Proposals were invited last year to design, build and operate an express rail connection to O'Hare, with the idea to cut travel time for the 17 miles from downtown Chicago to the airport to 20 minutes; Musk's solution could see passengers complete the journey in just 12 minutes, hitting a peak speed of 150 mph.
Both The Boring Company and Chicago Mayor Rahm Emanuel's office said that it's too early to estimate a timeline or to outline the project's complete cost, but the Chicago Tribune is reporting the project would cost less than $1 billion to complete. A final deal is also yet to be signed.
Earlier, Musk had described a "high-speed loop" connection between Chicago and O'Hare. According to Musk, the loop would differ from a Hyperloop by not having a vacuum inside the tube, as short routes would not require canceling out air friction.
The loop vehicles, called "skates," would carry 16 passengers each, departing as frequently as every 30 seconds.
Emanuel spoke about the project at a news conference Thursday in an unfinished underground train station in the Loop that will be used by the system.
Emanuel said it will be funded by the company with no taxpayer subsidies, and added that in conjunction with O'Hare's planned $8.5 billion expansion, it will fuel Chicago's economic growth.
"Were there doubters when Chicago said we're going to build the first skyscraper in America? Yes. Where are they today?" Emanuel said.
One Chicago politician did voice doubts.
Alderman Scott Waguespack, whose ward covers parts of the city's north and northwest sides, said there are many unanswered questions and the project should be subject to a public hearing.
"Mayor Emanuel is prioritizing the interests of billionaires and big corporations ahead of the very real and immediate needs of Chicago's taxpayers and neighborhoods," he said in a statement.
Drilling for the project, pending regulatory and environmental approvals, could begin in as soon as three to four months, said Musk, who also founded and heads luxury electric car maker Tesla Inc and rocket maker SpaceX. It could be operational 18 to 24 months after that.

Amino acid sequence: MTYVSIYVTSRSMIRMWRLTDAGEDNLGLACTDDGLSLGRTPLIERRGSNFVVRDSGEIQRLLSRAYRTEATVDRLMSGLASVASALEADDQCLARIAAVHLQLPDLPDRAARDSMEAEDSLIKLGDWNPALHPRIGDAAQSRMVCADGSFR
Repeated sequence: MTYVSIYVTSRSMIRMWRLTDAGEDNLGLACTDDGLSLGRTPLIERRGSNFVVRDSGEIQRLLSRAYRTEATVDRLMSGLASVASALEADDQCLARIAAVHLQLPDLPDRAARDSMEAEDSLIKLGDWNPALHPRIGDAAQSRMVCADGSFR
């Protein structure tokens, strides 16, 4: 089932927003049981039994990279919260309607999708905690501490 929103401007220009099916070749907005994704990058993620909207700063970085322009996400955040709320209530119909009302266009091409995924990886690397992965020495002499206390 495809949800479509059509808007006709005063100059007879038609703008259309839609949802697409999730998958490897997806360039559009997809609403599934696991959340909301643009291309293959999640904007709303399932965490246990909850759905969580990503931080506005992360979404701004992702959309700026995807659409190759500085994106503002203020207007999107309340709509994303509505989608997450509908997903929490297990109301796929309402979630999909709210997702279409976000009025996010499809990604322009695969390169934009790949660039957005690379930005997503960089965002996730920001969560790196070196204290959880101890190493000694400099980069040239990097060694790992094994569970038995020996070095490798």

"We're super excited," said Musk, adding he does not expect any problems raising capital for the project. He said the project was certain to cover operational costs, but whether it provided a good return on capital was a separate question.
Boring said the passenger fare will be less than half that of a taxi or ride share, but more than the fare on the current train system, which makes the trip in 30-45 minutes. The system will operate 20 hours a day, seven days a week.
The Boring Co has been promoting its plans for Hyperloop tunnels that would allow high-speed travel between cities, such as travel from New York to Washington in less than 30 minutes, but those systems would operate in a near-vacuum.
Musk unveiled a plan last month in Los Angeles to build tunnels beneath the city for a high-speed network of "personalized mass transit," promising to build it without disturbance or noise at the surface.
Two Los Angeles neighborhood groups have launched a legal challenge to Boring's bid to win fast-track city approval of a 2.7-mile-long tunnel beneath a busy stretch of the city's West Side.
The Chicago and Los Angeles projects come as Musk wrestles with production problems for the rollout of the highly anticipated Tesla Model 3 sedan. Some investors are concerned his leadership roles at Boring and SpaceX have spread him too thin.
Reuters' Suzannah Gonzales and Brendan O'Brien contributed to this report.